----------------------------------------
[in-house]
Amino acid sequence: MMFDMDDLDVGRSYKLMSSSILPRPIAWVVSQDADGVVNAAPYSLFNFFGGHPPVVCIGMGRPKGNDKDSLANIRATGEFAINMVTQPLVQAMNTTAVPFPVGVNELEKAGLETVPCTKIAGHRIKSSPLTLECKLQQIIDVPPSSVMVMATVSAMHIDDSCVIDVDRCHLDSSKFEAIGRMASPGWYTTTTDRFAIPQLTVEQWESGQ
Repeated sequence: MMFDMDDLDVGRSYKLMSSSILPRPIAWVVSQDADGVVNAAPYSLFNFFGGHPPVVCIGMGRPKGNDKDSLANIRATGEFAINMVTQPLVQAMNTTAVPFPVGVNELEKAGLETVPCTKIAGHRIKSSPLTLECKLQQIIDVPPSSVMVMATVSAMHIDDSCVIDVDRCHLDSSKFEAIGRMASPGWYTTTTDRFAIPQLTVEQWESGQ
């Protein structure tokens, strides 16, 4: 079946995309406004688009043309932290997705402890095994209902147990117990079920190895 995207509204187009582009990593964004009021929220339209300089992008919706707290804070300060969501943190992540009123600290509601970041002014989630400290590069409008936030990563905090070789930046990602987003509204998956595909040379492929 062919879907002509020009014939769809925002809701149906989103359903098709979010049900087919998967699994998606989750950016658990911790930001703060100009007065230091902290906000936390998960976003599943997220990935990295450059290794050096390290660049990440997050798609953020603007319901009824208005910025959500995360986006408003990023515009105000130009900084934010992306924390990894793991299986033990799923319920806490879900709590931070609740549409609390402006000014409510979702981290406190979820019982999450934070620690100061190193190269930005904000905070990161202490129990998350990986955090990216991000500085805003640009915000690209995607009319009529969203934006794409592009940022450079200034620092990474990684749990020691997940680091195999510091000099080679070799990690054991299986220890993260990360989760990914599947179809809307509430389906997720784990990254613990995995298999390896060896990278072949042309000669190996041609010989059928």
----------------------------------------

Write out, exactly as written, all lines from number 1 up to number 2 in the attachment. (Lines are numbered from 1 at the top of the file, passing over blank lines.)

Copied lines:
[in-house]
Amino acid sequence: MMFDMDDLDVGRSYKLMSSSILPRPIAWVVSQDADGVVNAAPYSLFNFFGGHPPVVCIGMGRPKGNDKDSLANIRATGEFAINMVTQPLVQAMNTTAVPFPVGVNELEKAGLETVPCTKIAGHRIKSSPLTLECKLQQIIDVPPSSVMVMATVSAMHIDDSCVIDVDRCHLDSSKFEAIGRMASPGWYTTTTDRFAIPQLTVEQWESGQ